Children are unlikely to fall seriously ill with coronavirus and the risk of them dying from the disease is ‘very low’, another study has confirmed.
Researchers from Great Ormond Street Hospital in London looked at more than 582 children aged three and above who were diagnosed with Covid-19 across Europe during the height of the crisis in April.
The study found that, out of 363 children who went to hospital for treatment, fewer than one in 10 (8 per cent) needed intensive care.
Four patients (0.68 per cent) died during the research — but academics cautioned the study only included patients who sought help and were tested for Covid-19.
This means milder cases would not have been included. For this reason they advise against extrapolating the numbers observed in their study to the wider population.
They say if milder cases were taken into consideration, the risk of being hospitalised or dying from Covid-19 for children would be drastically reduced.
Lead researcher Dr Marc Tebruegge, from the University College London Great Ormond Street Institute of Child Health in London, said the findings were ‘reassuring’.
It comes after analysis of UK Government by a top Cambridge University statistician revealed children under 14 have a one in 3million chance of dying from Covid.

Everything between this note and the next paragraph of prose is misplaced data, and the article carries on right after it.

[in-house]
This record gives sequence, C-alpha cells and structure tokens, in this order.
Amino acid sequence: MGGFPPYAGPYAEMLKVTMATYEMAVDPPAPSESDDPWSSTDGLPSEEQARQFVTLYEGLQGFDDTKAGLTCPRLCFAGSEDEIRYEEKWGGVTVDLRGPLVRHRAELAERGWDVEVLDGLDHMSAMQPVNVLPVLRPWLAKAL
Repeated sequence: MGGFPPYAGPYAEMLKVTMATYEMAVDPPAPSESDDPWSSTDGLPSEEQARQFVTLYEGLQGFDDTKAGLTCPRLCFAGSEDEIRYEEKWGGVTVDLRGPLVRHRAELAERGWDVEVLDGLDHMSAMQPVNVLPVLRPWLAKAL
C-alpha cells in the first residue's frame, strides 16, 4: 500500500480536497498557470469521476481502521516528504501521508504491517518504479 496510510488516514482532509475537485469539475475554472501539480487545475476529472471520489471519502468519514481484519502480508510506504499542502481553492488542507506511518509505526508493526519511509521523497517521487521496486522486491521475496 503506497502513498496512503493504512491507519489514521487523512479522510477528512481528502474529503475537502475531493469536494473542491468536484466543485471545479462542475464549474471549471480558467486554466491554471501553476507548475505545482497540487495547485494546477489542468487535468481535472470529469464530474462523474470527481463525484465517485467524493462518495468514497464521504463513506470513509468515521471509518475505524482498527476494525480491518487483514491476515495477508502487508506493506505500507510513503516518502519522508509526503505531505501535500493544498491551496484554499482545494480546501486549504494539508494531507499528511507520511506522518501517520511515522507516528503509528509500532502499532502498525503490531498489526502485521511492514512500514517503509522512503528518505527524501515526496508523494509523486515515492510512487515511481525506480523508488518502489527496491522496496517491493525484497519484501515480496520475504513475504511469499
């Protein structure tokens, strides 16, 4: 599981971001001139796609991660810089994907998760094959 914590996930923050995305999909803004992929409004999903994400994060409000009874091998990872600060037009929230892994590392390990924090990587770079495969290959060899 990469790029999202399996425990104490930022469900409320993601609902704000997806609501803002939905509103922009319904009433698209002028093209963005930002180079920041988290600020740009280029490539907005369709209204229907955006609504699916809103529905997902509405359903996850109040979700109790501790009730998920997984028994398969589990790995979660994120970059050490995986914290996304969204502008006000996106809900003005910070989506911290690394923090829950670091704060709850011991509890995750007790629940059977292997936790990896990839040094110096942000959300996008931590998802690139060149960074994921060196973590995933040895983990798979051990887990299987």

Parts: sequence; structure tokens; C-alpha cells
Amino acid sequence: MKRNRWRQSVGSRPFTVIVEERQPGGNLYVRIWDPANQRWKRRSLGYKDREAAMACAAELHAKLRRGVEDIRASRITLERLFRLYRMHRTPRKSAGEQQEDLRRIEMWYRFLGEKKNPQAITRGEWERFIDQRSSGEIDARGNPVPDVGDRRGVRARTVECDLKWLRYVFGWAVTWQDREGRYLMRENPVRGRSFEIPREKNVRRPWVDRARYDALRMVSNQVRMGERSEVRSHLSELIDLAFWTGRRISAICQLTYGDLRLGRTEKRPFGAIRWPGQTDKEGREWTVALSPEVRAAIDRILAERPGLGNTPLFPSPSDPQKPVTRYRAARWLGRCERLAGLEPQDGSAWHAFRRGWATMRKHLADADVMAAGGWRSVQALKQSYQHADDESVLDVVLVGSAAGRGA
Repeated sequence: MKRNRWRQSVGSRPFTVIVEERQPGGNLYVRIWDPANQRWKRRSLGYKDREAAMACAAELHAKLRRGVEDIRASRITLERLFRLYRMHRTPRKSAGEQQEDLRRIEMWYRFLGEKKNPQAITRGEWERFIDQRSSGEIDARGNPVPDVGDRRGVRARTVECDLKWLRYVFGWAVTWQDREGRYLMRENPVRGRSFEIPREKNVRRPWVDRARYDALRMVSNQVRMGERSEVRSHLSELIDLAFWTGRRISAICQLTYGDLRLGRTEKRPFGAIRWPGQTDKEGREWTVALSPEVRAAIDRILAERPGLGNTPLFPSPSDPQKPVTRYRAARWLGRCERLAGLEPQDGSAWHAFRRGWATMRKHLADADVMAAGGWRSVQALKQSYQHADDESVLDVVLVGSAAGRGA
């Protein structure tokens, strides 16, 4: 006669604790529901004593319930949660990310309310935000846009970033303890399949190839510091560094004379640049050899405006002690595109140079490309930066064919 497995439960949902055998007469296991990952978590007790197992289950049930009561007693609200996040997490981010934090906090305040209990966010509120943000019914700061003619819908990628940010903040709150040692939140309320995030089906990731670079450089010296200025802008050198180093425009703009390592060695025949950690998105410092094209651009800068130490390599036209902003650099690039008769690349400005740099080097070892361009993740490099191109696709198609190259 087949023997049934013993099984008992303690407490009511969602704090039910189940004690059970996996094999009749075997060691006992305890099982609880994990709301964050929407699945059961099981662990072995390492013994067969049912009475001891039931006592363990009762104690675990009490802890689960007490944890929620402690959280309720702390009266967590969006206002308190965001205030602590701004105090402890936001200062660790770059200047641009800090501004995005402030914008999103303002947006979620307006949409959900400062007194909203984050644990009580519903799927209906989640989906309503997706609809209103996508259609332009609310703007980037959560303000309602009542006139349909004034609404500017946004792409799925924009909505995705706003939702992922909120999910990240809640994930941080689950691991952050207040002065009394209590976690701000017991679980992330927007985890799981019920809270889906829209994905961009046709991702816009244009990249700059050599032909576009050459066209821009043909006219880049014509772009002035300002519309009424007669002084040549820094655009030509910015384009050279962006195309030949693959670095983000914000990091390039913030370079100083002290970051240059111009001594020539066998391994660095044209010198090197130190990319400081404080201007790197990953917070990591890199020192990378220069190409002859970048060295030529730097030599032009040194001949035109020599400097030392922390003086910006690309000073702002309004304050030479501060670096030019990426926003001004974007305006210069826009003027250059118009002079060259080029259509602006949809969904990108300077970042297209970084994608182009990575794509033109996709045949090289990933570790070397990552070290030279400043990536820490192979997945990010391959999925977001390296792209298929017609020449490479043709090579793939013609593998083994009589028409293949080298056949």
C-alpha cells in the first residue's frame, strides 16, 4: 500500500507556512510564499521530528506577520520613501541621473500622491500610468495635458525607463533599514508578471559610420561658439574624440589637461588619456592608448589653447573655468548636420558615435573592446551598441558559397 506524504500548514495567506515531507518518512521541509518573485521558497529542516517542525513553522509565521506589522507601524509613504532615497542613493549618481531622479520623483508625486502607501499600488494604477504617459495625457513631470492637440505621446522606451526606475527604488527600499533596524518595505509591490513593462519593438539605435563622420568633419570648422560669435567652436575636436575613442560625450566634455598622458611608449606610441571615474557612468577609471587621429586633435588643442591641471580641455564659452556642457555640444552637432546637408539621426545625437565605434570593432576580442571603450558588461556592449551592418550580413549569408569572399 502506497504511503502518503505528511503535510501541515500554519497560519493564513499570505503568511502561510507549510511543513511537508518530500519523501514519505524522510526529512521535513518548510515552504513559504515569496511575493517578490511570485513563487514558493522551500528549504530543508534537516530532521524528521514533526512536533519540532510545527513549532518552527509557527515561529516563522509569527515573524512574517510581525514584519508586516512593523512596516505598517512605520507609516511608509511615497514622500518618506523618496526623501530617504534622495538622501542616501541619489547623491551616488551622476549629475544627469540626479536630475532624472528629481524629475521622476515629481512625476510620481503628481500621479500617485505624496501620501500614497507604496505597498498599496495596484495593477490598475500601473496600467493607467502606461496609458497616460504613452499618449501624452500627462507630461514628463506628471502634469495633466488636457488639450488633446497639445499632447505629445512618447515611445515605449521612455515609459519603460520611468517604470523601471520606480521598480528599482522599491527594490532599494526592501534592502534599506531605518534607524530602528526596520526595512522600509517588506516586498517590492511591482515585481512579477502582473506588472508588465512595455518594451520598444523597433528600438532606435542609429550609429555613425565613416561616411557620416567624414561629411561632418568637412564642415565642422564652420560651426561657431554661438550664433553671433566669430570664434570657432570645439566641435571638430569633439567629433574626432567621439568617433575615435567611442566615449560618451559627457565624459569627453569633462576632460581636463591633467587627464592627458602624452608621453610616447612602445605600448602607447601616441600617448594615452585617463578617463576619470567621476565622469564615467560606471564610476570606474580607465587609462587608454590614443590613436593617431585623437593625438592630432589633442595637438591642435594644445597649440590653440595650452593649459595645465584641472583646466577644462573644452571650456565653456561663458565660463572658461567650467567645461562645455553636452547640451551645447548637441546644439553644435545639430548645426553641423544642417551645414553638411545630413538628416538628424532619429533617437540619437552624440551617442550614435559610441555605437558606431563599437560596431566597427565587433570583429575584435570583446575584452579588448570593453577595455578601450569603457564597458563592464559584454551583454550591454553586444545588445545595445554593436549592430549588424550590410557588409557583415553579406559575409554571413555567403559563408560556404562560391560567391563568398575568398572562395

For comparison, the risk for over-75s is about one in 1,000 and for those over 90 it is one in 50, according to Sir David Spiegelhalter.
Children are unlikely to fall seriously ill with coronavirus and the risk of them dying from the disease is ‘very low’, another study has confirmed (file)
He added: ‘Our study provides the most comprehensive overview of Covid-19 in children and adolescents to date.
‘We were reassured to observe that the case fatality rate in our cohort was very low and it is likely to be substantially lower still, given that many children with mild disease would not have been brought to medical attention and therefore not included in this study.
‘Overall, the vast majority of children and young people experience only mild disease.
‘Nevertheless, a notable number of children do develop severe disease and require intensive care support, and this should be accounted for when planning and prioritising healthcare resources as the pandemic progresses.’
The study – published in the journal Lancet Child & Adolescent Health – was carried out over a three-and-a-half week period from April 1 to April 24, when most of Europe was battling their crises’ peak.
It involved 82 specialist healthcare institutions across 25 European countries, including the UK, Spain and Austria. Only a quarter of the children had pre-existing medical conditions.
This contrasts with adult studies where the proportion of patients with co-morbidities is typically far higher.
But this likely reflects that children have fewer chronic medical problems than adults overall in the general population, the authors say.
The researchers found that the most common symptom reported was fever (65 per cent) , while around half of the infected children had signs of upper respiratory tract infection (54 per cent). A quarter had evidence of pneumonia.
Gastrointestinal symptoms were reported in around a fifth of the children (22 per cent). Some 92 children, most of whom were tested due to close contact with a known Covid-19 case, had no symptoms at all (16 per cent).